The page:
Gastrointestinal complaints such as belching, abdominal distension, abdominal pain, constipation or gastrointestinal flatulence are not caused by excessive gas. When intestinal gas is excessive, it may be caused by excessive air intake, poor nutrient absorption, increased gas production in intestinal cavity, decreased gas absorption caused by obstruction, and intestinal gas expansion caused by changes in barometric pressure. Gas content in the intestine - body volume recording belching - belching or belching refers to the retrograde discharge of gases from the esophagus or stomach from the mouth. The process may be spontaneous or non-spontaneous. Spontaneous belching usually occurs after meals and is caused by the release of swallowed air from the distended stomach.
Foods that relax the lower esophageal sphincter (such as chocolate, fat and mint) may promote belching.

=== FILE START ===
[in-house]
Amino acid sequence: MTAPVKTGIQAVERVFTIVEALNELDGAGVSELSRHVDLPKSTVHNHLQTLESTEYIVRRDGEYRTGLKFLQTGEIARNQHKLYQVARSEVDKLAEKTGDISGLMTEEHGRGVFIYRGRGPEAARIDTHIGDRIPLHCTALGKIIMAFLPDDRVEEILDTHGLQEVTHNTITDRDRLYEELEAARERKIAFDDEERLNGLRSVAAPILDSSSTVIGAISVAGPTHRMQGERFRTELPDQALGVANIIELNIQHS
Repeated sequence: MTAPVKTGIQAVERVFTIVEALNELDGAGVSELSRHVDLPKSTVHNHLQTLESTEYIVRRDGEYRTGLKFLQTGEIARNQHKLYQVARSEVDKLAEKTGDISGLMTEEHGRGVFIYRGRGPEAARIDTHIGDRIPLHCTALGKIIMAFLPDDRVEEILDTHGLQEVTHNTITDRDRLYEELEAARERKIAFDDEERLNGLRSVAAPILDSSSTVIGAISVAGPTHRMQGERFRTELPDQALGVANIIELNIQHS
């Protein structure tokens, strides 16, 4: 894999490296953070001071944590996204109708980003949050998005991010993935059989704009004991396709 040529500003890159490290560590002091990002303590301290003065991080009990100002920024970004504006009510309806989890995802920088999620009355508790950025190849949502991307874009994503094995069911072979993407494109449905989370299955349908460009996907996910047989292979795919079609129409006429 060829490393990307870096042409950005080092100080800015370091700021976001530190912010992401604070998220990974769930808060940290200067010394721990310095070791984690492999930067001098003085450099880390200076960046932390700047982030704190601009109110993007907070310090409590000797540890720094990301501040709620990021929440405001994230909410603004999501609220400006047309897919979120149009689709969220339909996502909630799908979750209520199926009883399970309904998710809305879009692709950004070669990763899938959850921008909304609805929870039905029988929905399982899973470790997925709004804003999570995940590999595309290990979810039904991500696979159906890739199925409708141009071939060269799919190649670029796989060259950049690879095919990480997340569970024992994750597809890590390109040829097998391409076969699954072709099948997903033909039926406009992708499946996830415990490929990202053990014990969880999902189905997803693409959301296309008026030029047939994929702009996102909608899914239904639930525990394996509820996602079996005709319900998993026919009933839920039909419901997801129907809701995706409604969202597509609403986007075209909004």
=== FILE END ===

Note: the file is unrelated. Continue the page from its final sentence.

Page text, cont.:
Chronic, recurrent belching is a disease caused by habitual air deglutition (deglutition). In this case, the gas may only enter the esophagus before it is discharged. This variant is called "upper gastric belching". The belching of these patients often becomes a habit and may be mistaken for a manifestation of potential digestive problems. Epigastric belching occurs more frequently than gastric belching. According to the Roman IV criterion, belching is defined as the presence of disturbing esophageal or gastric belching more than three days a week (i.e., severe enough to affect daily activities). Performance over the past three months should meet these criteria and symptoms should begin at least six months before diagnosis.
According to the source of reflux gas, belching can be divided into:
Excessive belching in the stomach (from the esophagus)
Excessive belching in the stomach (from the stomach)
If frequent repeated belching is observed, the diagnosis of upper gastric belching is supported. Gastric belching has no definite clinical manifestations. Gastric upper belch and gastric belch can be distinguished by objective intracavitary